The Girl with the Weighted Blanket

In November 2011, my handler and I arrived at a beautiful, historic resort nestled among the mountains of Vermont for our honeymoon. We stepped out of the car and helped the valet shift assorted suitcases and tote bags from our trunk, and for the most part, nothing was out of the ordinary. When we announced our newlywed status, staffers cheered and secretly made note to send bottles of wine and plates of chocolate-dipped fruit up to our room on the regular. For all that the hotel staff knew, we were just two typical people who happened to have gotten married a few days before.

As we finished checking in, the valet returned to carry our bags up to our massive suite (side-note: it was a glorious upgrade with panoramic views of the area). He looked down at one bag in particular - a rather large black fabric bag, with something big, pink, and fuzzy overflowing its edges.

"A blanket?" He asked.

"Yes . . ." I replied, but before I could explain further, he lunged to lift it. Shocked at the sheer weight of what he expected to be a feather-light bundle, he dropped the bag to the wooden floor with a thud.

Eyes wide-open with surprise, his other hand on his lower back, he looked back at me for an explanation. Instead, I quickly grabbed the bag, saying, "never mind, I'll take this one."

How do I even begin to explain why I have a 17 pound blanket, I thought to myself, as I passed the parcel to my new husband. He, just over two years into my sensory journey, already knew the drill. He was my weighted blanket sherpa.


Weighted blankets are the party tricks of the bedding world . . . or even the old-timey county fair Guess Your Weight booths of linens.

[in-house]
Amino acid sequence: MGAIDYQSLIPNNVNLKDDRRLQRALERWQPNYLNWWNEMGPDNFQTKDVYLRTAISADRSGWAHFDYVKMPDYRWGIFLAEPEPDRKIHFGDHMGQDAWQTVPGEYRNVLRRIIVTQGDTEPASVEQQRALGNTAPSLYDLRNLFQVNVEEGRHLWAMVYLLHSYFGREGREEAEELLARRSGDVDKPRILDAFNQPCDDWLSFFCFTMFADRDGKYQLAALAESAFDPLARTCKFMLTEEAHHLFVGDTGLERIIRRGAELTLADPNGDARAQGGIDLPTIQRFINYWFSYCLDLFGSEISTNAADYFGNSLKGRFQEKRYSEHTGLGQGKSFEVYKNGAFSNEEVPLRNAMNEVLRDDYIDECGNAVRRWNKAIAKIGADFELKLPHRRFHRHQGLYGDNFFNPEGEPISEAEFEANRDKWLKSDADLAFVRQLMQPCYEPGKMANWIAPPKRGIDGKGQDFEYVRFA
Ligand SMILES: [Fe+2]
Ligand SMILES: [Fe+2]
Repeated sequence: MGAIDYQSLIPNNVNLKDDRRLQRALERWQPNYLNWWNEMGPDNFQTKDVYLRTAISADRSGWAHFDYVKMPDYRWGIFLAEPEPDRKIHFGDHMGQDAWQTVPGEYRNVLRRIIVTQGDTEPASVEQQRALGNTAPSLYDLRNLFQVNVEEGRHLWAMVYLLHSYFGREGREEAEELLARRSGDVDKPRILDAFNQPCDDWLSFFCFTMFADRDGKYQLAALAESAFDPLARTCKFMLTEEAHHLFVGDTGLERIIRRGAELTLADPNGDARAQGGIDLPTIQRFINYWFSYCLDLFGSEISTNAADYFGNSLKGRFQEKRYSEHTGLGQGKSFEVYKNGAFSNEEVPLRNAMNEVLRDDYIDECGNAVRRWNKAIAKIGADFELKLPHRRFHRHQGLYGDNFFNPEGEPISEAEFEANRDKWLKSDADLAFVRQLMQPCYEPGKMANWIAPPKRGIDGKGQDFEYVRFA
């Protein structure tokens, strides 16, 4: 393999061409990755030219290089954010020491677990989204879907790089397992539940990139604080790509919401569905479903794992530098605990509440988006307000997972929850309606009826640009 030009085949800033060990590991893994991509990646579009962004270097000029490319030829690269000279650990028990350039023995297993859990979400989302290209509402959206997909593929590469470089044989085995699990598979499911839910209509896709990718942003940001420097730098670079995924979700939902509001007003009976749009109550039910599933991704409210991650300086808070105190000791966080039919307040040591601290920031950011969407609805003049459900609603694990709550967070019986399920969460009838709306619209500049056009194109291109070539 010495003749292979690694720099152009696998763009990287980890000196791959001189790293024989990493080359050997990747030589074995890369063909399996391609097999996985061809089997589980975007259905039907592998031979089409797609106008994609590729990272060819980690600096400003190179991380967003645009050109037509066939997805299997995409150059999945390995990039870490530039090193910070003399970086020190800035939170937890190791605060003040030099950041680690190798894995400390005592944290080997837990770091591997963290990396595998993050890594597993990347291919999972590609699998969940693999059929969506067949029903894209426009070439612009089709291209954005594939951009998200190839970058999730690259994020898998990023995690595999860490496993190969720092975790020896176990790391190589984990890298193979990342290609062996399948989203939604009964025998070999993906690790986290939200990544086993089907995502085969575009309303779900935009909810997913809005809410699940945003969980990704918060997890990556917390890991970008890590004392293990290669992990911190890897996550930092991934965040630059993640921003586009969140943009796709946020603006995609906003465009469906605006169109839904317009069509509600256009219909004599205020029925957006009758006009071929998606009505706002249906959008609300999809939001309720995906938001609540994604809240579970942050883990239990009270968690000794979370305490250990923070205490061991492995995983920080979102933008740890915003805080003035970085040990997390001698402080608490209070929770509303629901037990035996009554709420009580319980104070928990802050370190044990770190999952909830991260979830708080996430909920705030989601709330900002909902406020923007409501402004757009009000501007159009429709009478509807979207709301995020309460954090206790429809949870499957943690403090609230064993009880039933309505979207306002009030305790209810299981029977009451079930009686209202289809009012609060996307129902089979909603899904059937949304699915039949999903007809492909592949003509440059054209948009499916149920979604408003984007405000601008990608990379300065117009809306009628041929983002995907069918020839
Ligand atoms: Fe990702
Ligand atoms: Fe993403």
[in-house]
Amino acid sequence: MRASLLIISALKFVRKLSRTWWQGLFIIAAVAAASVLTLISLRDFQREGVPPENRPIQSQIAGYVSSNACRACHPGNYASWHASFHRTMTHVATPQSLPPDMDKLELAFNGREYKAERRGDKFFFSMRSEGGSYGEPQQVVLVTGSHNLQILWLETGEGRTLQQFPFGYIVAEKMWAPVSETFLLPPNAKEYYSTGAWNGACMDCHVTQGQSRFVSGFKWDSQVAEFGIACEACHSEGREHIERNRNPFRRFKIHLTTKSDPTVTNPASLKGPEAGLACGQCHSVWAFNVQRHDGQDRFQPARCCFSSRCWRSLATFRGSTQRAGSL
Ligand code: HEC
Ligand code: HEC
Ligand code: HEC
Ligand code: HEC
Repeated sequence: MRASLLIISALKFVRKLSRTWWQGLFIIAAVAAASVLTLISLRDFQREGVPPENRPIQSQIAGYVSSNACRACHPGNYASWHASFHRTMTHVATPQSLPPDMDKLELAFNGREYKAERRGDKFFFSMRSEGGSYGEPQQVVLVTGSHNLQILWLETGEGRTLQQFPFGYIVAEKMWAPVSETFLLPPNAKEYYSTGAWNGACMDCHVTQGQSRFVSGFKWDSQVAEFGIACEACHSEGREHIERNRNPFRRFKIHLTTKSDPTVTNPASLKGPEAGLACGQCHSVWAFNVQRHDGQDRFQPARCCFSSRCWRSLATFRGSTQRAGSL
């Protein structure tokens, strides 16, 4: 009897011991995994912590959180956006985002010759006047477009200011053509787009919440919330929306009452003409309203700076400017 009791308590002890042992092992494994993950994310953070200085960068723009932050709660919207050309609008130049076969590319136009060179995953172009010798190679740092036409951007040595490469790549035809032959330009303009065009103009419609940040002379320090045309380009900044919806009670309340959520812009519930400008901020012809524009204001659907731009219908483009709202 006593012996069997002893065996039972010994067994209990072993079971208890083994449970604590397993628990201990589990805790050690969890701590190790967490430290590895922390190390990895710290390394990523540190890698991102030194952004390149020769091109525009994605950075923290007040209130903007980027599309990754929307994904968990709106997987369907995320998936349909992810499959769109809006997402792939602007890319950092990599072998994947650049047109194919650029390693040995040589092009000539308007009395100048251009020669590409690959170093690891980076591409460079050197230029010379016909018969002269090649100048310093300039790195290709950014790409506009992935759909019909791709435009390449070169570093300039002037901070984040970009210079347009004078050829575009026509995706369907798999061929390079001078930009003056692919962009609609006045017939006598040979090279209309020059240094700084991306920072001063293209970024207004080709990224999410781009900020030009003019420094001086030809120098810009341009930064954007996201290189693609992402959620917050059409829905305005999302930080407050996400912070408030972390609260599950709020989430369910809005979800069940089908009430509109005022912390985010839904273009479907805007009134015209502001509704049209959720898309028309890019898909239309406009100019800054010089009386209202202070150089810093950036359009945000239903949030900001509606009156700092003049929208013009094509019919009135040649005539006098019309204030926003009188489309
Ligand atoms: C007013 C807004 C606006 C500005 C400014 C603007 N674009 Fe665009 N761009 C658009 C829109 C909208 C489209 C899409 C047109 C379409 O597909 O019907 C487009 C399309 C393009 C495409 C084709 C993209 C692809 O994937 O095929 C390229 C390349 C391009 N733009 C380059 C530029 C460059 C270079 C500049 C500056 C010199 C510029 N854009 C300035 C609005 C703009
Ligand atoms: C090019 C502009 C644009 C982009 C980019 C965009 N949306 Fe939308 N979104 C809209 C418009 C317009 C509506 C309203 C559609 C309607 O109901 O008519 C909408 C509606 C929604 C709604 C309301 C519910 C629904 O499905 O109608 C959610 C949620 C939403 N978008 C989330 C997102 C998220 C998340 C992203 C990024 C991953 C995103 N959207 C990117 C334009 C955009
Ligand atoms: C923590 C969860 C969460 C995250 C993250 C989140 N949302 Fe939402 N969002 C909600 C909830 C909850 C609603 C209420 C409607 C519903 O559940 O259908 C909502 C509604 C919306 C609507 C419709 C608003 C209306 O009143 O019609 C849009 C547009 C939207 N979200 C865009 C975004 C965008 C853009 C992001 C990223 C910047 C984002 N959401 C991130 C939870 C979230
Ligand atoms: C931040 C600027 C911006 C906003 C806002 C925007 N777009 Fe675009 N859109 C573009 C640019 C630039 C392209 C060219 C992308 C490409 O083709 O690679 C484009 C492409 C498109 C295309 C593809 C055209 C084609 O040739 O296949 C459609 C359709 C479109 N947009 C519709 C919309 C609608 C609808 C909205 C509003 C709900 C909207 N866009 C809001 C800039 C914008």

Disclaimer: Everyone Always Wins

They're deceptively heavy. I love dragging mine out for groups of unknowing spectators. Unless you've spent a solid eight under one (or spent the night next to someone under one), you might not immediately realize that what looks like a simple comforter is actually the same weight as a one-year-old. I'll tell them vaguely that it's a unique sensory tool, but it's not until they lift the bundle into their arms that they realize what's happening. What's clearly light and fluffy to the eyes is really a cuddly free-weight to the arms.

And then the questions start coming:

How do you sleep under seventeen pounds?!
Why do you sleep under seventeen pounds?!

I tell them this:

My weighted blanket is one of my most helpful and beloved sensory tools. With the subtype of SPD I have, Sensory Modulation Disorder, I avoid information from some senses because my brain tells me that the information is supremely overwhelming. I crave information from other senses because my brain tells me that the information is supremely underwhelming. I ignore information from yet other senses because my brain doesn't even recognize that there's information to process.

The sensory information that my system personally ignores: proprioception.